The Adventures of a Part Time Professional Gypsy (and her ginormous teddy thing)

Wednesday, June 6, 2012

The Power of Thumb

“May your child be born with a perforated anus…” yes, this is China [I’m pretty sure of it!] and even the profanities are arbitrary. And it’s confusing enough just traipsing through the country without throwing [the yet to be invented in these parts] hitch hiking into the equation – but if a life of bewilderment surrounds you, you may as well immerse yourself in it completely!

It was much harder to say goodbye to my little bicycle [Mao] than I’d anticipated; but it just felt right leaving him with an incredible South African family I met in Jing Hong (Yunnan). They’d had a fixed gear bike for the past 15 years and had just moved to the top of a hill… They needed it a lot more than I did! After days spent wandering, and absorbing the intricacies of the city; I finally decided what I’d be doing next and so, at 10-30 pm last Sunday, I wandered the jumbled streets and bought myself a brand new, bright orange backpack… I was all set for an early departure!

The transition to hitchhikeryness was not nearly as smooth as I’d imagined though. Hitch hiking literally does not exist in China! It took nearly an hour to explain [via google translate] to the poor receptionist at my hostel what I intended to do – but I walked away with a sign and a point in the right direction.

A bit further down the road my sign was added to and I was boarding a bus to the outskirts of the city. I must admit that it’s been a while since my last hitching and it took me some time to suss out the perfect spot and hand actions (the Asian ways are quite different to Western thumbing it). I held up my sign that said who knows what and proudly began the 2500+ km hitch to mum.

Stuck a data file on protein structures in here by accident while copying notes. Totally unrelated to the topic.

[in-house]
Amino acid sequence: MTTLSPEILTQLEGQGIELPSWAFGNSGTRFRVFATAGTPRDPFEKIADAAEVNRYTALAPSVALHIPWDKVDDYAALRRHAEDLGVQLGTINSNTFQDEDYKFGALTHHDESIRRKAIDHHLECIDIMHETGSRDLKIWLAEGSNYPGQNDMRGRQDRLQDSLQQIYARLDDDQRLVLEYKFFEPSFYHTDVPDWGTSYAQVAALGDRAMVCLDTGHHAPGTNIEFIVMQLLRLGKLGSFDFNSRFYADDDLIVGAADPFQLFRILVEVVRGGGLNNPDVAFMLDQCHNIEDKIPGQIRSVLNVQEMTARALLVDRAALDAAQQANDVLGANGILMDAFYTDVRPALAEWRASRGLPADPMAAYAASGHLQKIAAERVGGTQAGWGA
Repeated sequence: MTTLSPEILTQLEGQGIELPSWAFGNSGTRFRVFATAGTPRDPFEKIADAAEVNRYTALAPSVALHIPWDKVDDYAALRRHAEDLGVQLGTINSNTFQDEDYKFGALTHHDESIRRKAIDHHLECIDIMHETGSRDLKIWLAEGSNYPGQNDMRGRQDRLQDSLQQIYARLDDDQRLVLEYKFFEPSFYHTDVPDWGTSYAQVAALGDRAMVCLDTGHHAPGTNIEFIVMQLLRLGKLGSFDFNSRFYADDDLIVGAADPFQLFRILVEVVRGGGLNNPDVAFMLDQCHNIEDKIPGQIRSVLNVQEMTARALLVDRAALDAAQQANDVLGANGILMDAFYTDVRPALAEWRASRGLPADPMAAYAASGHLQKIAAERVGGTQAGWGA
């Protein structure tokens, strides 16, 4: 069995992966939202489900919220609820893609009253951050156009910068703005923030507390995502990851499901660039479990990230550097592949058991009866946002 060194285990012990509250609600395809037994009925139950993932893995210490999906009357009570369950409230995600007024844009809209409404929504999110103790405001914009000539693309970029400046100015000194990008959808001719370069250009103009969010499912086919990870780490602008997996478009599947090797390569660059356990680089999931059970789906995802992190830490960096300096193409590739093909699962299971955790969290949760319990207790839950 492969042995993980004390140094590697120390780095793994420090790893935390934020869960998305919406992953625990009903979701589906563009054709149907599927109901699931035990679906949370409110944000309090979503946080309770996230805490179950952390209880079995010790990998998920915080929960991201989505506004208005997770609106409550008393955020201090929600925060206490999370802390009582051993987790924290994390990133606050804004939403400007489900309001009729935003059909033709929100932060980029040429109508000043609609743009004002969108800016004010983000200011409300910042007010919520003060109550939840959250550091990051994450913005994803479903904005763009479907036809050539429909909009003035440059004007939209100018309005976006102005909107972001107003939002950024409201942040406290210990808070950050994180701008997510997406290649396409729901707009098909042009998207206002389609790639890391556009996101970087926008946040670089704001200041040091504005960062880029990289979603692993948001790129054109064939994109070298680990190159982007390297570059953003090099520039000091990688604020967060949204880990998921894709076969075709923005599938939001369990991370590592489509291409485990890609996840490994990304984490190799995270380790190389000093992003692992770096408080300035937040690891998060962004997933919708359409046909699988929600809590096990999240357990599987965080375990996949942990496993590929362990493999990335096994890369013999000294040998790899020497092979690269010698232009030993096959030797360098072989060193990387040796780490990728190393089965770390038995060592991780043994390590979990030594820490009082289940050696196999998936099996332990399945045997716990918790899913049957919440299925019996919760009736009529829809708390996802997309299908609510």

An hour in I’d created a few minor traffic jams and had caring civilians point me to the nearest bus station at least 5 times. The heavens opened up and I took shelter in a stranger’s garden. Another hour of failure bestowed itself upon me. It rained again. I questioned my mission. I looked longingly towards the bus terminal. I got a new sign.

And then some cyclists bought with them hope and smiles and while we conversed in Chinglish, a whole string of cars pulled up to find out what was going on… My luck was about to change. 

Cyclist number 1 ran off to find some new cardboard for a sign while cyclist number 2 educated the masses in the ways of alternative transport and then the police pulled up and I got my first ride…

My second ride came from a bus driver who read my new sign and welcomed me aboard – for free. And then talked another bus driver into giving me another free ride. 162 km from Jing Hong, I called it a day and checked myself into a middle of nowhere hotel.

I got an earlier start on the Tuesday with an altered sign that read something about “Lincang” (a reasonable distance to cover in a day) and something about “Dali.” My new backpack broke as I walked out the hotel, but I’ve stitched the shoulder strap back on to the best of my ability, and I’m hoping for the best! I walked up a mountain back to the highway and prayed I’d have better luck than the previous day. I did.